10.1987 and passing an order staying the election which had been earlier fixed for 18.10.87 till further orders "looking to the mandatory provisions of section 30 of Representation of the People Act." The High Court failed to recall to its mind that it was not its concern under Article 226 of the Constitution to rectify any error even if there was an error committed in the process of election at any stage prior to the declaration of the result of the election notwithstanding the fact that the error in question related to a mandatory provision of the statute relating to the conduct of the election. If there was any such error committed in the course of the election process, the Election Commission had the authority to set it right by virtue of power vested in it under Article 324 of the Constitution as decided in Mohinder Singh Gill & Anr. v. The Chief Election Commisioner, New Delhi & Ors., [1978] 2 S.C.R. 272, and to see that the election process was completed in a fair manner. [886A-B, G-H; 887E-H] In this case, 75% of the total electorate (including the number of members of the Zilla Parishads of Osmanabad and Latur districts who would have been voters had the said Zilla Parishads been constituted) were entitled to vote.

Since the existing position in the constituency satisfied the guideline prescribed by the Election Commission, the election from the said constituency had been ordered. It was only on account of the interim order passed by the High Court on 26.9.1987 postponing last date for withdrawal of the candidatures from 28.9.1987 to 1.10.1987 and not on account of any mistake committed by the Election Commission that the interval between the last date of withdrawal and the date of poll, originally fixed as 18.10.1987 fell short of the period of twenty days prescribed by clause (d) of section 30 of the Act. After the judgment of the High Court was pronounced dismissing the writ petition on 1.10.1987, in order to ensure that there was an interval of 20 days between the last date for withdrawal of candidatures and the date of poll, the Election Commission had on its own postponed the date of poll on 1.11.1987 and published a notification in the official Gazette even before the Court passed another interim order on 16.10.1987 in 881 the Review Petition. All these changes in the calendar of events of the election came about because of the earlier interim order of the High Court. It is not the law that every non-compliance with the provisions of the Act or the Constitution will vitiate an election. It is only when it is shown that the result of the election was materially affected by such non-compliance that the High Court would have the jurisdiction to set aside an election in accordance with section 100(1)(d)(iv) of the Act. [888C-G] The High Court grievously erred in entertaining the review petition and passing an interim order on 16.10.1987.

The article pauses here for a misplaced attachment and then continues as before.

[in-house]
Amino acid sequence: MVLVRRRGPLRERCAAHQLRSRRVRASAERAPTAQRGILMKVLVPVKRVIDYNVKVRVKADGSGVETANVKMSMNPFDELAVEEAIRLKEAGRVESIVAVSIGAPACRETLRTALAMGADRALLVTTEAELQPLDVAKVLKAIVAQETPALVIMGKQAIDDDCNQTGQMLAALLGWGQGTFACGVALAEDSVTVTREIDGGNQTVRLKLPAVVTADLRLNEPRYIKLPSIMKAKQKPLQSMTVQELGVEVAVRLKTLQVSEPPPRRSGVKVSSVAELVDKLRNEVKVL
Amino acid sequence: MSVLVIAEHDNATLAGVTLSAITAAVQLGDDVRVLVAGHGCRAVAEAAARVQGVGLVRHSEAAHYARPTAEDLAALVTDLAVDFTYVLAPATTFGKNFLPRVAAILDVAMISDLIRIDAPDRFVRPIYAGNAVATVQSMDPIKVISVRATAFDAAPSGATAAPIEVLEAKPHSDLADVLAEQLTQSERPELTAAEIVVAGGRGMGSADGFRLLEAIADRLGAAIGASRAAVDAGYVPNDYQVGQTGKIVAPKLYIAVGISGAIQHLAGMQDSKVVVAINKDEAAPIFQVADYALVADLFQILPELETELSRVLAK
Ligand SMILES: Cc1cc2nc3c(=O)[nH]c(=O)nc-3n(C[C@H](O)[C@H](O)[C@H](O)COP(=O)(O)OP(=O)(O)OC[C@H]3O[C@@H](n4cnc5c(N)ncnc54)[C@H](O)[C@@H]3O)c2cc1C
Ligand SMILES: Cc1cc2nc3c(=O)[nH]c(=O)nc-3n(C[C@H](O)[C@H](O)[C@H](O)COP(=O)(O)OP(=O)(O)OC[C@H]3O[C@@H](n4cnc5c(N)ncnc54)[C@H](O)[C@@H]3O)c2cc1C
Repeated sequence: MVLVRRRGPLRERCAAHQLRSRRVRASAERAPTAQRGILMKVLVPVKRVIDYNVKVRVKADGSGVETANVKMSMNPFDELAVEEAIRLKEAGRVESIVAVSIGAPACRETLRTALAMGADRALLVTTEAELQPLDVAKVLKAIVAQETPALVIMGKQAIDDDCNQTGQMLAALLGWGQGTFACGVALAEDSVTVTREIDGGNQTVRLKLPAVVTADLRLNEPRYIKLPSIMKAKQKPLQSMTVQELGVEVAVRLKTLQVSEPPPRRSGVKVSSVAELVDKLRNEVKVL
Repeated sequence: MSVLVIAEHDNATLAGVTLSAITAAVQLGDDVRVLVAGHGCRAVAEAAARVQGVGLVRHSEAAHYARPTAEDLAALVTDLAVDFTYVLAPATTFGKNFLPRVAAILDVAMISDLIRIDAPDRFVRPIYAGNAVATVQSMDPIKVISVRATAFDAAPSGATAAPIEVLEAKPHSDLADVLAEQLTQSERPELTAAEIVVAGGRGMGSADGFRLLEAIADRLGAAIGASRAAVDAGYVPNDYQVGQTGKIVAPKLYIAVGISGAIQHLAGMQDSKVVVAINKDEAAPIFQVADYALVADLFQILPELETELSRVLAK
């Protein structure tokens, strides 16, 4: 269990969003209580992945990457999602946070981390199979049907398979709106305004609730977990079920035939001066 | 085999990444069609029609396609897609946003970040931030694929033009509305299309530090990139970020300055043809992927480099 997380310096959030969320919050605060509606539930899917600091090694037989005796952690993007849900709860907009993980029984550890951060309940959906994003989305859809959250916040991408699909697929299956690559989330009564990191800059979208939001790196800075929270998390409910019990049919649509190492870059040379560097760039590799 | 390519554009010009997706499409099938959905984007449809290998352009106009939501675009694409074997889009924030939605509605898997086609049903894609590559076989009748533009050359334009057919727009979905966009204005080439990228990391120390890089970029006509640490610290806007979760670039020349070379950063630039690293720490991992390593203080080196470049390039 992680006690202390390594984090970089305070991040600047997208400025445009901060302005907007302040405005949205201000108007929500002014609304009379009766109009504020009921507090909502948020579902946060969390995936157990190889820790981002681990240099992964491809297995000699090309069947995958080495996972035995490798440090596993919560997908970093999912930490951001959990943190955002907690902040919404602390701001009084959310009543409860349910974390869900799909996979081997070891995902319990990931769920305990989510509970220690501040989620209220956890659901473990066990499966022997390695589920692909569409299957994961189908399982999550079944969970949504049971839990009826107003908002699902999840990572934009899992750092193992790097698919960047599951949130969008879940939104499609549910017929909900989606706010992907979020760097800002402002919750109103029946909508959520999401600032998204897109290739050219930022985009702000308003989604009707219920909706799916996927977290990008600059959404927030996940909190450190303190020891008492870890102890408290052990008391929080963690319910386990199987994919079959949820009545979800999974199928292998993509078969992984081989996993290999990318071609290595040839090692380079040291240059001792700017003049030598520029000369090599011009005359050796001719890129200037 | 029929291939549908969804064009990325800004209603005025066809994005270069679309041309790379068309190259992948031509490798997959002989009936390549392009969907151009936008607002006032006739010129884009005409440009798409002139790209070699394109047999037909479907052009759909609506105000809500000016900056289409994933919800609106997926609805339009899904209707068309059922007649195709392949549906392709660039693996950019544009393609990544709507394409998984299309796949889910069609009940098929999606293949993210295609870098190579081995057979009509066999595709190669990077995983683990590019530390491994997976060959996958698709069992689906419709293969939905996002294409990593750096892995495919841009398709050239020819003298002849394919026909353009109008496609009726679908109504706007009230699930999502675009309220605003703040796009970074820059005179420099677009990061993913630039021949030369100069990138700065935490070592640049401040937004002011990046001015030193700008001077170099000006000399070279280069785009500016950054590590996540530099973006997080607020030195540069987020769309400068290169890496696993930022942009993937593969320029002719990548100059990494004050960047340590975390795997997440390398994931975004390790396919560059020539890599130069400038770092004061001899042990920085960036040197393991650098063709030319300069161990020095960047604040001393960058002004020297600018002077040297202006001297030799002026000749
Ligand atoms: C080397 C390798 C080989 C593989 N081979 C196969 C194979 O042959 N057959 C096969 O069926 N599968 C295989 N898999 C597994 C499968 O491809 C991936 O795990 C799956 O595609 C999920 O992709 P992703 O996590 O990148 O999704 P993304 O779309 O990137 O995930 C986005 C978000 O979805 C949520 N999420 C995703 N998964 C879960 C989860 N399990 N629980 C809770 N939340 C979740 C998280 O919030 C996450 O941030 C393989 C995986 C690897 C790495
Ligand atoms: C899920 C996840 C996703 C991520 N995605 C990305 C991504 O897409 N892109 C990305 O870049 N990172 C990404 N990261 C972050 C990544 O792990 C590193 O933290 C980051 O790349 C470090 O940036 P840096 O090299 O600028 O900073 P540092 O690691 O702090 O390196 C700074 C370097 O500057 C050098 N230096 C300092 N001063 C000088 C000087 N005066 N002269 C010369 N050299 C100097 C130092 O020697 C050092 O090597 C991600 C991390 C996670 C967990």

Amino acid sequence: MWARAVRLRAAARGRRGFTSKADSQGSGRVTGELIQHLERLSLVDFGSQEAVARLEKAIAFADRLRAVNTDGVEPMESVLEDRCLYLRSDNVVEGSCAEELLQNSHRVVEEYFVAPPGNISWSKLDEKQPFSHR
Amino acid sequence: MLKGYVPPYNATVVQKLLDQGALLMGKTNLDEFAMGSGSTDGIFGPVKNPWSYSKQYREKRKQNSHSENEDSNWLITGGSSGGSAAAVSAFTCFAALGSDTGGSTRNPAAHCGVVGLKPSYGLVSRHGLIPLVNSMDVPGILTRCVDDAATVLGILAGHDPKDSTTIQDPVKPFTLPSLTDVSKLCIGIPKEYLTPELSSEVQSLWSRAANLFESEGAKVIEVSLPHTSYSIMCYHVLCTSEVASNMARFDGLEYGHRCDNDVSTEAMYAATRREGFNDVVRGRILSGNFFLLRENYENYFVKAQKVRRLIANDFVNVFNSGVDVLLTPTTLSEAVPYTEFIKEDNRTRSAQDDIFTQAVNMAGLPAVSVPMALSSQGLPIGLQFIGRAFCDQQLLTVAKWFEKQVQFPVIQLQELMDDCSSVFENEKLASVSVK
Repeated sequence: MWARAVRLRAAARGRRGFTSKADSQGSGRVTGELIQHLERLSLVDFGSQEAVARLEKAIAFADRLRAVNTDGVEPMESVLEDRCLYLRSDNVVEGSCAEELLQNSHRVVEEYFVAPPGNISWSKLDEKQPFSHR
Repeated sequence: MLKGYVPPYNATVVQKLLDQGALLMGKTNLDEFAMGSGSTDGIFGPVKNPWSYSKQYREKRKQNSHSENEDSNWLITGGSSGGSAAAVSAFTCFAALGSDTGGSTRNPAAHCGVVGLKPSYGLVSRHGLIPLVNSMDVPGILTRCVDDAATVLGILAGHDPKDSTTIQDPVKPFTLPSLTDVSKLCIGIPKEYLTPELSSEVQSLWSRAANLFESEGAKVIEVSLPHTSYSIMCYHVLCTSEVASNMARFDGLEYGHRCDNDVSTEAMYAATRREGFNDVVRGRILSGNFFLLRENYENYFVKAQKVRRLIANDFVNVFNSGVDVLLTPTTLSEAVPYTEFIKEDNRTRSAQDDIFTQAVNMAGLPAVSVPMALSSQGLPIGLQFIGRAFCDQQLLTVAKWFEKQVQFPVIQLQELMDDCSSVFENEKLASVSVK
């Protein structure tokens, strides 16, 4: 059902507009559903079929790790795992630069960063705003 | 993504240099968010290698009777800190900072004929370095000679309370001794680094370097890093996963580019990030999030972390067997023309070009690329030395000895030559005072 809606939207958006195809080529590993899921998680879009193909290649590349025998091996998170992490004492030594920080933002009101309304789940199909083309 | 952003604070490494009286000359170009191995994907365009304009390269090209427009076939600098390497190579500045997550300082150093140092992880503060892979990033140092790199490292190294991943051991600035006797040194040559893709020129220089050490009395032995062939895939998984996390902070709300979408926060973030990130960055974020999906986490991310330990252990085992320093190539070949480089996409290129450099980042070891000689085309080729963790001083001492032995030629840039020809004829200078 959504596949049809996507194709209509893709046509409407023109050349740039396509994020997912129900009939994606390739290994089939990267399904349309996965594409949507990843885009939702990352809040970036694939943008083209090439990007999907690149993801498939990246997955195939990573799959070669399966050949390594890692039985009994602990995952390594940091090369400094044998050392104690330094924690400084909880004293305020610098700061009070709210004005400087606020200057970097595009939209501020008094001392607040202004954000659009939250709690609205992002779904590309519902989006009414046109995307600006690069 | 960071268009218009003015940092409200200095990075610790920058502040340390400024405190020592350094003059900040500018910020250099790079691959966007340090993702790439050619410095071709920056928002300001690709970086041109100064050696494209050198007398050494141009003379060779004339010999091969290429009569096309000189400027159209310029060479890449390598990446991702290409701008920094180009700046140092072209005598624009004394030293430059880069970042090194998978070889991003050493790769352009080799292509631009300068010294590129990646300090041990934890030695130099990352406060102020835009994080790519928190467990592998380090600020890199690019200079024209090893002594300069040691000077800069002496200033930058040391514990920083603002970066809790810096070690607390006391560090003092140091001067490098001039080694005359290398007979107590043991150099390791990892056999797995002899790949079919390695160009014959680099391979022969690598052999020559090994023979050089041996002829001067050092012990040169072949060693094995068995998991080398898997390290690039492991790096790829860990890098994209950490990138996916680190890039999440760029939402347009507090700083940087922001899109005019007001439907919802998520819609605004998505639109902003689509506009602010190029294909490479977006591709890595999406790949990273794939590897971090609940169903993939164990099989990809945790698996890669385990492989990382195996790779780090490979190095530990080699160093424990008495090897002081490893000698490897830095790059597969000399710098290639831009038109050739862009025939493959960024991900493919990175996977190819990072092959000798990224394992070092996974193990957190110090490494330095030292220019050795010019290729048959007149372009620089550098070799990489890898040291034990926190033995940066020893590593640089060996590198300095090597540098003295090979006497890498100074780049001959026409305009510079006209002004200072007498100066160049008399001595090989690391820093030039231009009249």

Both the interim orders-the one passed on 26.9.1987 postponing the last date of withdrawal of the candidatures, and the other, passed on 16.10.1987-were without jurisdiction. There was hardly any justification for entertaining the review petition in the circumstances of the case and issuing notice thereon particularly after the High Court itself had rejected the writ petition on the ground that it had no jurisdiction to interfere with the process of election at that stage in view of the provisions of Article 329(b) of the Constitution. The Review Petition before the High Court was liable to be dismissed. The entire proceedings in the High Court amounted to a clear abuse of the process of law. [889B-D] OBSERVATION: The success of democracy is dependent upon the cooperation of the Legislature, the press, the political parties and above all the citizenry, and each of them discharging the duties assigned to it. Every member of the body politic should play his legitimate role for the success of the democracy. Some times, the success of democracy also depends upon the observance of restraint on the part of the Constitutional functionaries. [888H; 889A-B] Inderjit Barua & Ors. v. Election Commission of India & Ors., [1985] Supp. 3 S.C.R. 225 A.I.R 1984 S.C. 1911; N.P. Ponnuswami v. Returning officer Namakkal Constituency and Ors., [1952] S.C.R. 218; Lakshmi Charan Sen & Ors. etc. v. A.K.M. Hassan Uzzaman & Ors. etc., [1985] Supp. 1 S.C.R. 493 and Mohinder Singh Gill & Anr. v. The Chief Election Commissioner, New Delhi & Ors. J [1978] 2 S.C.R. 272, referred to.

Civil Appellate Jurisdiction: Civil Appeal No. 2849 of 1987. (In Special Leave Petition (Civil) No. 12198 of 1987). From the Judgment and order dated 26.9.1987 of the Bombay High Court in W.P. No. 1459 of 1987. 882 G. Ramaswamy, Additional Solicitor General and Ms. A Subhashini for the Petitioner. Dr. Y.S. Chitale, A.M. Khanwilkar, A.S. Bhasme and Mrs. Jayshree Wad for the Respondents. Dr. N.M. Ghatate and S.V. Deshpande for the Intervenor.